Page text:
On Thursday evening I found myself driving through the countryside of the Scottish Borders, travelling between high schools for my job. I look forward to these times. Alone with my thoughts (and the car radio) I have the space to think about ideas for work and study. It would be accurate to describe this is as one of my more productive learning spaces. On this particular occasion I was trying to turn some half ideas for my MSc dissertation into a single good idea. Somewhere along the A6089 between Kelso and Earlston a radio interview interrupted my line of thought.
Chris Watson is one of the world's leading recorders of wildlife and natural phenomena and, also of significance to our project, was a founding member of experimental music group Cabaret Voltaire. He records audio of our natural world and edits the field recordings into ‘filmic narrative’. His interview on BBC Radio 3’s In Tune was accompanied by a track entitled ‘Deadwater Fell water running off into the river North Tyne’. As well as capturing what might be described as the aural beauty of the natural environment, Watson described how his project to capture the sound of the River Tyne, also necessarily captures industrial machinery at work alongside quaysides and riverbanks.
Although our own project has a different purpose – to explore how music influences and inspires our learning spaces – each of the submitted soundtracks offers an insight into the creator’s learning environment, even if what we have shared has been more considered than ‘captured’. Perhaps our soundtracks - where we consciously put forward significant tracks - might be described as ‘constructed soundscapes’ rather than recordings of the natural environment.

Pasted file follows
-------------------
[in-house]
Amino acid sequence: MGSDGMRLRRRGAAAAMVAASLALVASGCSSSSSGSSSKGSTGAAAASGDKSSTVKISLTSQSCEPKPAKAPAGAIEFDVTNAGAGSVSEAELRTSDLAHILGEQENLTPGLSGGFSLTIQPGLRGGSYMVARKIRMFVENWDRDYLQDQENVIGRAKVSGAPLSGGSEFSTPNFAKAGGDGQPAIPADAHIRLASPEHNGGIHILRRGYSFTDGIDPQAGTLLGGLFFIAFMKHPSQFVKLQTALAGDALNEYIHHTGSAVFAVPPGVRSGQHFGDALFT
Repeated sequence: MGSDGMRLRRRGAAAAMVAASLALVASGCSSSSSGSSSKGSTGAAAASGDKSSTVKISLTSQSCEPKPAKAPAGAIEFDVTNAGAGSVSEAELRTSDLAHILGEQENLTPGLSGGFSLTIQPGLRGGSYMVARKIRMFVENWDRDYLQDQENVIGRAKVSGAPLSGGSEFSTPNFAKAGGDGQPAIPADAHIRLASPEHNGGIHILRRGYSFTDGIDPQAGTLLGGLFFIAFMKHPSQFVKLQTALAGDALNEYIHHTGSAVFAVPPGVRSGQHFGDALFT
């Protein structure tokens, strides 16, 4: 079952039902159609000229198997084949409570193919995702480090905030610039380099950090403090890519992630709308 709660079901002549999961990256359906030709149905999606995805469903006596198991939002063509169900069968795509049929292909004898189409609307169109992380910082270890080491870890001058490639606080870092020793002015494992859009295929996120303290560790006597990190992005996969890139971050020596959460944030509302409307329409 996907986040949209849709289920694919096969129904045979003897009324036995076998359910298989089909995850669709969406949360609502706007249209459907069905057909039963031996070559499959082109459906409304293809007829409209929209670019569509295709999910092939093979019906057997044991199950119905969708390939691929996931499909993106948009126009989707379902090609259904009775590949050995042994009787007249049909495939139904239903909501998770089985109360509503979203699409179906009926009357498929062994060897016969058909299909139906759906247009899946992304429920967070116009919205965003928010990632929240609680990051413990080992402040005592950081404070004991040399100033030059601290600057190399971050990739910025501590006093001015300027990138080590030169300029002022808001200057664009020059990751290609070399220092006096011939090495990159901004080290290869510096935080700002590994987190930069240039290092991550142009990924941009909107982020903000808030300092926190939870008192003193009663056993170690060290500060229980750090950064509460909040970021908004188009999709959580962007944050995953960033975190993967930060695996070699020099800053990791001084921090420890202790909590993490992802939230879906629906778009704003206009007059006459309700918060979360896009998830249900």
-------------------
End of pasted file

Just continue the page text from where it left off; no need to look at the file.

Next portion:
A more accurate field recording on my own natural learning environment would include music, accompanied by the sound of coffee being consumed, radio interruptions as I check the score in the cricket, my fingers tapping off the panel of my Macbook as I think through an idea (I’ve just being done this) and vague feedback on my ideas from my six-month old son.
Even then, this recording is incomplete as it disregards the electronic chatter that often punctuates my environment: the alert that announces a new message on Twitter; notification that a Vimeo file has uploaded; software update notifications and so on. On other occasions it might be the sound of Skype text, or maybe the wind blowing through Second Life. An audio composite capturing sound from either side of my screen could be seen as a field recording of my merging natural and virtual learning landscapes.
Maybe there’s a dissertation idea in all this?
James Lamb is a participant on the MSc in E-Learning